Every working mother has heard it at least once: “Oh, I stay at home. I don’t want to let someone else raise my child.” Can we stop this? Working mothers raise their children every bit as much as mothers who stay at home.
Look. First of all, let’s get this part out of the way — no one says this crap to men. No one. No one — short of awesome feminist ladies making a point — asks men if they plan to return to work after the baby comes. No one accuses a man of letting a stranger raise his children or pities his having to — or judges his choosing to — work once he has a newborn. Huh. I wonder why that might be.
Funny, also, how this only seems to apply to children under a certain age. Are elementary school teachers raising my kids? How about the bus drivers and cafeteria workers? What exactly is it about putting a newborn down for naps and feeding them that constitutes “raising” them? Where is the magical line between 2-year-olds doing learning activities and running around on the playground all day and kindergartners doing the same?
Mom Mona nails it: “People really conflate the physical aspect of child rearing with the relationship, and it’s not.” Motherhood is a lifelong connection comprising far more than the daily tasks of a newborn’s physical care. It won’t be destroyed because someone else meets those physical needs during business hours.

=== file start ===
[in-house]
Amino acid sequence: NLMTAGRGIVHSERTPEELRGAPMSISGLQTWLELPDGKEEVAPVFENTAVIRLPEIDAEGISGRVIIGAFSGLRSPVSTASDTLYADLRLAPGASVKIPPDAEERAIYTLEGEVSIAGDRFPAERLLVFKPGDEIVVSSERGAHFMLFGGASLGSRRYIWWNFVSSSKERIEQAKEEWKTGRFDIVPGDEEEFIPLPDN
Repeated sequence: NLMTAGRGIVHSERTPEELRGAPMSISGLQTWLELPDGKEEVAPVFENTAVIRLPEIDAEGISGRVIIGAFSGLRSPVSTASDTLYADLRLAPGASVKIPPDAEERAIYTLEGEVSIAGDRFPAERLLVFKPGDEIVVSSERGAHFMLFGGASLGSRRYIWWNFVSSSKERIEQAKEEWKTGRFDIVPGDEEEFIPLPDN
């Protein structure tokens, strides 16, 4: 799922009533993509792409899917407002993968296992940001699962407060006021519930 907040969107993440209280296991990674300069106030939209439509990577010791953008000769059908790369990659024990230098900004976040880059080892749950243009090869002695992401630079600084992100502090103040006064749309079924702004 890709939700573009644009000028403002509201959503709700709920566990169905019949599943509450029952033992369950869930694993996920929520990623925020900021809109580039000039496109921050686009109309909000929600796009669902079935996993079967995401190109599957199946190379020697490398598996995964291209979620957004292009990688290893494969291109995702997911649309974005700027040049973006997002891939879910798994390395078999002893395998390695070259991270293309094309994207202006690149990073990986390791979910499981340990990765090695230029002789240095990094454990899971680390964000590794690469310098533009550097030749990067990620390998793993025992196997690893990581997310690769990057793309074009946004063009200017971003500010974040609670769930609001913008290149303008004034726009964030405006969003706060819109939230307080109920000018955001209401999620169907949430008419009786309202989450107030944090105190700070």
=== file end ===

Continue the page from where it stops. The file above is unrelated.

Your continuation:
“I was scoffed at by a stay-at-home mom who told me that while I have a full-time job, she is a full-time mom,” shares Sara, a working mother of five. Friends. I am saying this as a SAHM of eight years and change — that is not OK. If you are a mother, you are a full-time mother. Part-time mother is not a thing. These women instill values, they nurture their babies, they put them to bed at night and kiss their cheeks, do their laundry, give them baths, read them stories, teach them manners, take them shopping and shape them into adults. Cue Mrs. White and the flames on the sides of my face.
I fear it comes down to right where I started — society prefers women in the home and out of the workplace. Even in 2015, a woman without children who works is pitied and a woman with children who works is denigrated. How tragic that these women need to provide for their families or enjoy the stimulation work provides them. Woe! Let us scoff at them and imply this selfish behavior robs their children of a lasting maternal bond.
Or maybe let’s knock it off and remember a mother is a mother is a mother. Mothers who stay at home make sacrifices and mothers who work out of the home make sacrifices and a plague of bumblebees upon anyone who tries to engage either one in a hand of misery poker.
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